Another myth tells of Hades' involvement with Asclepius, a mortal son of Apollo who was a gifted healer and the world's first doctor. Asclepius was so gifted he was able to give mortals longer lives by curing plagues and showing them how to take care of themselves. Asclepius brought people back from the brink of death many times. Eventually though Asclepius started to bring people back from the dead for hefty sums of money. It was with this feat that Hades lost his temper and stormed up to Mount Olympus demanding that Asclepius pay the price for openly mocking death. Zeus appeased Hades by personally striking down Asclepius with a thunderbolt. Apollo, enraged at the death of his son, killed the younger generations of Cycloposes that forged the bolt. Enraged at Apollo's defiance Zeus forced him to serve a mortal king for a year as punishment. Asclepius was later deified as the god of healing.

SisyphusEdit

One of the few other myths Hades played a major antagonistic part in was the myth of Sisyphus. Sisyphus was a cleaver and charismatic king who feared death and made up his mind to find a way to evade Hades. Sisyphus trapped Hades when he came to reap his soul and though Hades escaped and would drag Sisyphus to the Underworld anyway Sisyphus had told his wife not to bury him with fare and so his ghost was sent back to ask for his last rites but Sisyphus instead remained in the world of the living as an undead, content to live forever in undeath rather then go to the Underworld. Hades did not wish to be trapped and tricked again so he told Sisyphus that for every day he lived one of his people would die. For a long time Sisyphus escaped death by offering one of his people in return and being a beloved king his people were willing to offer themselves to Hades on his behalf. But tired of Sisyphus scheming one day Hades called for the soul of Sisyphus's wife as offering. Sisyphus was terrified of living without her and so he finally conceded. His wife gave him his last rites at last and Sisyphus went to the Underworld. Hades was so angry at Sisyphus for holding the natural order hostage that he arranged a special punishment for him. Hades put Sisyphus on the edge the pits of Tartarus but told Sisyphus that his schemes would be overlooked and he had a chance to go to the paradise of Elysium if and only if he could role a large boulder up a hill; Sisyphus quickly agreed fearing the punishments of Tartarus and tried to push the boulder up the hill but it fell, frantically he tried again and it fell. Sisyphus would keep trying to push the boulder up the hill so he would never be brought to be punished in the fiery pits and one day he could get out and go to Elysium, but Hades never told him the boulder, like all parts of the Underworld, obeyed his wishes and would always roll down and that that was his punishment. So Sisyphus continues to try to escape Tartarus forever punished by his own ambitions.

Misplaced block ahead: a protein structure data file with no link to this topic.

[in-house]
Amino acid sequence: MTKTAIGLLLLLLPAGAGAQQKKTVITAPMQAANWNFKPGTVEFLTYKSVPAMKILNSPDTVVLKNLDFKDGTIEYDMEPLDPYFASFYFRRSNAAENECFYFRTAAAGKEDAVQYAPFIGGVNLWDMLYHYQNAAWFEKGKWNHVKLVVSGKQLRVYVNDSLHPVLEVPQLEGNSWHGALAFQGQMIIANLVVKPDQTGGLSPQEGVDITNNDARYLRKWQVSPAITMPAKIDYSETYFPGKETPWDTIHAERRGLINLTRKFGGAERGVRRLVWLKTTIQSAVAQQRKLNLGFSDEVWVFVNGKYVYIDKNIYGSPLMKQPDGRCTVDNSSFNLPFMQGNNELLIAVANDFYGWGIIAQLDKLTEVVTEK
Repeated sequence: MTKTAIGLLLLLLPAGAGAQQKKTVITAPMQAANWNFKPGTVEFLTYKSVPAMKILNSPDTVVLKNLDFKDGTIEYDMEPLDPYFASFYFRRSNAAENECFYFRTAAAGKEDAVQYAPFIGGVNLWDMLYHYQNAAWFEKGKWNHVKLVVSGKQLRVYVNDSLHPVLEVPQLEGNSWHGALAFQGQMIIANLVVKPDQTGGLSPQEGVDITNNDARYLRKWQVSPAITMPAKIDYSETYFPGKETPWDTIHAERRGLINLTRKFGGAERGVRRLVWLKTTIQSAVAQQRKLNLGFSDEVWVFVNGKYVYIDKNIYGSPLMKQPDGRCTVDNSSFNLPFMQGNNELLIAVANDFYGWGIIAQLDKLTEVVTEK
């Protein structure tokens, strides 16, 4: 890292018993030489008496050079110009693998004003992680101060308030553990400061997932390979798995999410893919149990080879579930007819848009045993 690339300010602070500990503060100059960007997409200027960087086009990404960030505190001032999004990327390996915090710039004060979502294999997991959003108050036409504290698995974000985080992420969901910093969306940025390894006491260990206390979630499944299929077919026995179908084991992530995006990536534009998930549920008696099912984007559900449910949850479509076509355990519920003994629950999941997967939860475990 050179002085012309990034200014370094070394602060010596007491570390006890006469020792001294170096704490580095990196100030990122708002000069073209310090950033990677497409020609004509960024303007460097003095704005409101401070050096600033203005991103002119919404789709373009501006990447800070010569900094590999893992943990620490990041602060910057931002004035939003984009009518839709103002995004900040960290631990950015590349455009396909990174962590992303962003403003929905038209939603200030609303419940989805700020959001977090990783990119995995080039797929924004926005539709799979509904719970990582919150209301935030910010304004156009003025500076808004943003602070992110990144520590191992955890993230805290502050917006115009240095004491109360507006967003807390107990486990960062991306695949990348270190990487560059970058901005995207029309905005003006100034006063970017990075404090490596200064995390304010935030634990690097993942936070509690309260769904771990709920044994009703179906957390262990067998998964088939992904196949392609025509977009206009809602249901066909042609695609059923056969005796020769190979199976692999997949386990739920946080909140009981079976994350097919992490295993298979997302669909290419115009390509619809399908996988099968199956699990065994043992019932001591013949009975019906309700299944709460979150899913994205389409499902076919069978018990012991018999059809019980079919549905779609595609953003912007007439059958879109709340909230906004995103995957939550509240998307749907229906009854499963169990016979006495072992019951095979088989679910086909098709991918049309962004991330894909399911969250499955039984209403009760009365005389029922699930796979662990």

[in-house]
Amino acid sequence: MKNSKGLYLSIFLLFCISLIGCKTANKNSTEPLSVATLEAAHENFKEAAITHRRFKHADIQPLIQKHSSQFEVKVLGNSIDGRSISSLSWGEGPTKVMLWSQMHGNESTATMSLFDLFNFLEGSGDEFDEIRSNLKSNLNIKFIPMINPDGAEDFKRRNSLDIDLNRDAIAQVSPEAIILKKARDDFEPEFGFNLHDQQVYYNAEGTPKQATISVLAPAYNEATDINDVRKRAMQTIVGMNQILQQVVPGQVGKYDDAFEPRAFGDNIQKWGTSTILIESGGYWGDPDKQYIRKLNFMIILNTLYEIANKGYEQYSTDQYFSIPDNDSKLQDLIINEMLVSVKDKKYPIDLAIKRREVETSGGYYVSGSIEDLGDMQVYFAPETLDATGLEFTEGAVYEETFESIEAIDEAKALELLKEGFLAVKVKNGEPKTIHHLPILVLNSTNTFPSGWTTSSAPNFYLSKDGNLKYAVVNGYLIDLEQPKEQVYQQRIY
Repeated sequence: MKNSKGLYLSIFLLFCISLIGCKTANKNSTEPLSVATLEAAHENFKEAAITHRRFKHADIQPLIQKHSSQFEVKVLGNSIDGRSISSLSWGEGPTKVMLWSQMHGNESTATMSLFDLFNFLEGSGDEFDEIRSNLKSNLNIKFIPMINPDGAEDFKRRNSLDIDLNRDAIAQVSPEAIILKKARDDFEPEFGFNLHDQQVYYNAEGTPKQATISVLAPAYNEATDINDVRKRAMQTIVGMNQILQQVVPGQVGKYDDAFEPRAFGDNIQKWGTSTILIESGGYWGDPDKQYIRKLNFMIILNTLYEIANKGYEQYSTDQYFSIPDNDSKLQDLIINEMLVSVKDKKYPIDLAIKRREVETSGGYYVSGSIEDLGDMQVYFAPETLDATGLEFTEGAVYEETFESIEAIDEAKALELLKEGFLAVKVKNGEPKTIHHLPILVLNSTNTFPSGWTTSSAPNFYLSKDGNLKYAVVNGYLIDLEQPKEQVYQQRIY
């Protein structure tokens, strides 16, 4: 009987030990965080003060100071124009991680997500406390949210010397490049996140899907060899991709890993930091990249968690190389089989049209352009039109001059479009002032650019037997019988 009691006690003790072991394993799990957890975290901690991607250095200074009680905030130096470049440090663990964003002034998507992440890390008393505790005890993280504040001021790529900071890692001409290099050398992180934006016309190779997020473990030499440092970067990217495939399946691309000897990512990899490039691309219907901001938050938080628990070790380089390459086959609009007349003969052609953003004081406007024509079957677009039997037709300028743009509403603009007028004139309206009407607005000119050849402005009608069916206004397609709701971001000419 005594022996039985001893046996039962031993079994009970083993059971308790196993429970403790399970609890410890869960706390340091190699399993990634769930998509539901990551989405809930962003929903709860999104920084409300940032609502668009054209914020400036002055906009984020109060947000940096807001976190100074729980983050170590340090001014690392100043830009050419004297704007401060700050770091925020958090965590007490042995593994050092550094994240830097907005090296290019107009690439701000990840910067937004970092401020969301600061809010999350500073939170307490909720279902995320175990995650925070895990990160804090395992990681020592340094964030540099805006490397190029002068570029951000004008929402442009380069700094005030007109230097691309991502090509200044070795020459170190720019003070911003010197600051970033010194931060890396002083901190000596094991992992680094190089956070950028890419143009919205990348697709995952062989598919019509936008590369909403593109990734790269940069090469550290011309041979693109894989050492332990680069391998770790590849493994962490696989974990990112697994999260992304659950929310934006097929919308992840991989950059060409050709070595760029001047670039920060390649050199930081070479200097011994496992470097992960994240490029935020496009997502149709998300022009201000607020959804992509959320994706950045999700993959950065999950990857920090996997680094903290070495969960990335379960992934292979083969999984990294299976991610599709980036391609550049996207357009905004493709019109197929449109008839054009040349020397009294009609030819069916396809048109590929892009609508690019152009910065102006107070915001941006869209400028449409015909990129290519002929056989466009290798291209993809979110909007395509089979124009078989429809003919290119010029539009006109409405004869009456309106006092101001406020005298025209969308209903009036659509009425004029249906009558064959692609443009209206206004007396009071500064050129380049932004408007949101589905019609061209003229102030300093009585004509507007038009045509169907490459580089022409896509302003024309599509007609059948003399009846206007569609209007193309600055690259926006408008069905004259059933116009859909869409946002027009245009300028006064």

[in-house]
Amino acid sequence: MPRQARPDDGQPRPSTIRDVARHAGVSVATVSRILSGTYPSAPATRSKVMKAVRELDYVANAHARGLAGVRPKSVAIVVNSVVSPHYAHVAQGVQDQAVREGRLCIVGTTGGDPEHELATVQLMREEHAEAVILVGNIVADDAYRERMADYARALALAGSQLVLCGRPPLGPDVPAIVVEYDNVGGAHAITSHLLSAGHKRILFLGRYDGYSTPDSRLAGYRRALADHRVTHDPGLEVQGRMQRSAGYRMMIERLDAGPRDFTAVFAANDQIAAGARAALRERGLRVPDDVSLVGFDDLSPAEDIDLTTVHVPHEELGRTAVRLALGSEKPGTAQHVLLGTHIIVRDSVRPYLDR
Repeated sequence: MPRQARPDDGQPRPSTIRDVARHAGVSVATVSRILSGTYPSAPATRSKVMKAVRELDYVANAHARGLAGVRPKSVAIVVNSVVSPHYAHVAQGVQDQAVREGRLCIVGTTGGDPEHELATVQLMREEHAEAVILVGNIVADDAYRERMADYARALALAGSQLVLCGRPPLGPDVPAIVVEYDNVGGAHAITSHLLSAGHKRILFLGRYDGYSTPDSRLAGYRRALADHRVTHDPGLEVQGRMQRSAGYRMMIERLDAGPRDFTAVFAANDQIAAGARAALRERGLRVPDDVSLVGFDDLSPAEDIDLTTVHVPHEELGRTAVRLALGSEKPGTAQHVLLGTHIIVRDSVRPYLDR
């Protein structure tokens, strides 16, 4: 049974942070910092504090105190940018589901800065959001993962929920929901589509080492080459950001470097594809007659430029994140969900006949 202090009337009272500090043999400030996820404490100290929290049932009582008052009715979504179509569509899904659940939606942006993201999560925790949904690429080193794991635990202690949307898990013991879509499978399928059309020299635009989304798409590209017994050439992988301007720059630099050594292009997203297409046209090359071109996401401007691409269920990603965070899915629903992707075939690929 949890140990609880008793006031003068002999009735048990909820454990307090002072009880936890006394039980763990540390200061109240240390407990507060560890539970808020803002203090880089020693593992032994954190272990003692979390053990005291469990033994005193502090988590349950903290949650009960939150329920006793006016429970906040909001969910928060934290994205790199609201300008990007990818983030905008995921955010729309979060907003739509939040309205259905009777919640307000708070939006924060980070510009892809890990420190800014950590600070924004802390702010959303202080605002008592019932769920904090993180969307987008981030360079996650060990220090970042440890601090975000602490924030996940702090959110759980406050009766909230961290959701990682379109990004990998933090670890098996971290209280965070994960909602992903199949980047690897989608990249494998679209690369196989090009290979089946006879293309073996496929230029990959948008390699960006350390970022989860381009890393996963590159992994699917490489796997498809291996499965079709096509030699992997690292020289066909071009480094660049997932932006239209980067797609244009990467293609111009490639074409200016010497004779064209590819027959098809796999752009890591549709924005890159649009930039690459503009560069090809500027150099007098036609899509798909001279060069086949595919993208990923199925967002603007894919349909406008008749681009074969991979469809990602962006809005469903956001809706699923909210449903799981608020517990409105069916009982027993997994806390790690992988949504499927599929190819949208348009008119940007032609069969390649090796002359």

Powers and AbilitiesEdit

As the god of the underworld, and precious metals, Hades has absolute power and authority over riches and death. Also being a son of the titan, Kronos, Hades is an incredibly powerful god and is only rivaled by his brothers, Zeus and Poseidon.

Trivia Edit

  • Hades' name in Roman Mythology is Pluto, though some people confuse him with the god Dis Pater, another roman god of the Underworld, who had his place taken by Pluto.
  • Unlike his brothers, and most gods, Hades never caused harm to any mortal without provocation. The only mortal who received his punishment was Pirithous, who attempted to kidnap Hades' wife. Hades' only other relation to mortals was the fact that he placed them in specific parts of the Underworld, depending on how good or evil they were in life. This relatively peaceful nature of his is never portrayed in any popular culture depiction of him, where he is always an evil character.